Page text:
One of the more interesting and useful tips that I learned about narrating: When (not if) you make mistakes, immediately follow them up with a loud “Beep” sound. (Not an expletive, just a loud “beep.”) This way, when you look at the wave-forms during editing, it will be very easy to identify a mistake and really quite easy to edit it out. Another trick that I employed, regarding breathing, was to take a long pause after every sentence to breathe. I would start each sentence with my lungs full of air and ready. It meant that I was full-chested and able to enunciate as well as possible, but I was certainly sore by the end of the narration.

Speaking of sore, reading 120k+ words took around 13 hours of reading at my natural cadence, after editing, this shortened to 10.5 hours. I knew to be aware of the editing process, but even with warning, I didn’t realize how long it would take to edit the work to my desired quality. I estimate that it took roughly 3 hours for each hour of recorded content, so a total of about 30 hours listening to my own voice.

Editing consisted of making pauses between sentences consistent, reducing and removing any background noises, breathing sounds, clicks and smacks, cleaning up subtle mispronunciations, and clipping out incorrect words. Once I was happy with a chapter, having gone through it thoroughly, I exported the file to a high quality MP3. The software I used was Audacity, which was quite powerful, intuitive, and free. There isn’t a single second of the book that I didn’t listen to, review, consider, and optimize. Every pause between sentences was measured and planned to match the tone of the story. When I wrote the story, I accentuated action and tension with shorter words and sentences, the Audio Book features the same attention to detail. When action is happening, pauses are shorter and the book moves more quickly, when in a descriptive period, it slows down with longer pauses and greater verbosity.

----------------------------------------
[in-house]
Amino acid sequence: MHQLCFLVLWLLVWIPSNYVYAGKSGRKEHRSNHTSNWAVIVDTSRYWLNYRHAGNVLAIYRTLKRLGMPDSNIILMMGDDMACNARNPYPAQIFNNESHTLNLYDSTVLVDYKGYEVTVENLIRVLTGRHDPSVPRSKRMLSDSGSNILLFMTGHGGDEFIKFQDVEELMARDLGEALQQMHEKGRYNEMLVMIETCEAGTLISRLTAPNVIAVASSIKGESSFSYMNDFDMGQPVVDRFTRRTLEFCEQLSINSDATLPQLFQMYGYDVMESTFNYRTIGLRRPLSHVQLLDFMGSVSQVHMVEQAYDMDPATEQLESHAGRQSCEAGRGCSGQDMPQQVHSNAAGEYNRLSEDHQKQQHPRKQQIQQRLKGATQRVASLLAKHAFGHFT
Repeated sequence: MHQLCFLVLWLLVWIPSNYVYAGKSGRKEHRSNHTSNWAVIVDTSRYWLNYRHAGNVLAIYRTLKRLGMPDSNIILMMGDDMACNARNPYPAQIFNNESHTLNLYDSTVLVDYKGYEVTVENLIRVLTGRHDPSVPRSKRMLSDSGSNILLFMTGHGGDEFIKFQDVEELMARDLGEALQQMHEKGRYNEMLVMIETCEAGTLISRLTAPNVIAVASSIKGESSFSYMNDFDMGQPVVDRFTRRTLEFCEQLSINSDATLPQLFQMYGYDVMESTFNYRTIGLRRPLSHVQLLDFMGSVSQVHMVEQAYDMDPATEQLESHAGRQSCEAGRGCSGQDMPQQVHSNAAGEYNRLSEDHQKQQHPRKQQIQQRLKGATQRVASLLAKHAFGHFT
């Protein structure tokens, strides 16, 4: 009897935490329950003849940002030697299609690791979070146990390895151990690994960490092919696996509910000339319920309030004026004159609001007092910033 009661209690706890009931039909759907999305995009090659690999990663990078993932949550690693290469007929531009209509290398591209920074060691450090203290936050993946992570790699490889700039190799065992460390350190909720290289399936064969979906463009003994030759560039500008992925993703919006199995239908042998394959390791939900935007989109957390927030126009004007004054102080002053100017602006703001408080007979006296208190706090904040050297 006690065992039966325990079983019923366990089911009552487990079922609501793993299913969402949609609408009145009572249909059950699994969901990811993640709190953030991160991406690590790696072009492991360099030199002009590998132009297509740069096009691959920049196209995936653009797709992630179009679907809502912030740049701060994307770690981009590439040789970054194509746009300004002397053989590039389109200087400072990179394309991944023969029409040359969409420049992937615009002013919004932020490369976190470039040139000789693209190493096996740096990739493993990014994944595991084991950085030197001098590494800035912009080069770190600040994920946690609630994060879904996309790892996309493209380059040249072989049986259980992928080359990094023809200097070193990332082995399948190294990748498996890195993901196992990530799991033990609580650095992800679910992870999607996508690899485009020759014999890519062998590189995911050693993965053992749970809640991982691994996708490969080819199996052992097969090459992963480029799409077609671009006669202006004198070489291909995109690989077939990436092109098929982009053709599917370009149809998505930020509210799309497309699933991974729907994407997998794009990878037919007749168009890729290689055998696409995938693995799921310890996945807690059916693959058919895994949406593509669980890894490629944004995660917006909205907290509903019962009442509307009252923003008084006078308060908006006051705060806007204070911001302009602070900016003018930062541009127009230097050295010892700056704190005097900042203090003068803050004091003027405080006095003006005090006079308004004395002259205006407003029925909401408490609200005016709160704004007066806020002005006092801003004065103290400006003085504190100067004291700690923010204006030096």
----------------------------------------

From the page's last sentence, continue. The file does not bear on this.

Finally, I had to decide how to publish. I had already encountered ACX, but as is typical of Amazon, they encourage exclusivity clauses and generally pay the lowest royalties available. Hearkening to my mission, I wanted the most people possible to read the book, so I wanted to “go wide” as I had with the book itself. After a bunch more researching, I found Findaway Voices. Findaway takes your book and pushes it out, on your behalf, to 43 different retailers including Amazon, Nook, Apple, Google, Chirp, Kobo, Scribd… They take a percentage of my royalties, but again, money isn’t the goal, I want people to read the book and be inspired or consider new ideas. I uploaded all the audio to Findaway, 10.5 hours worth of highly edited narration of On Swift Wings.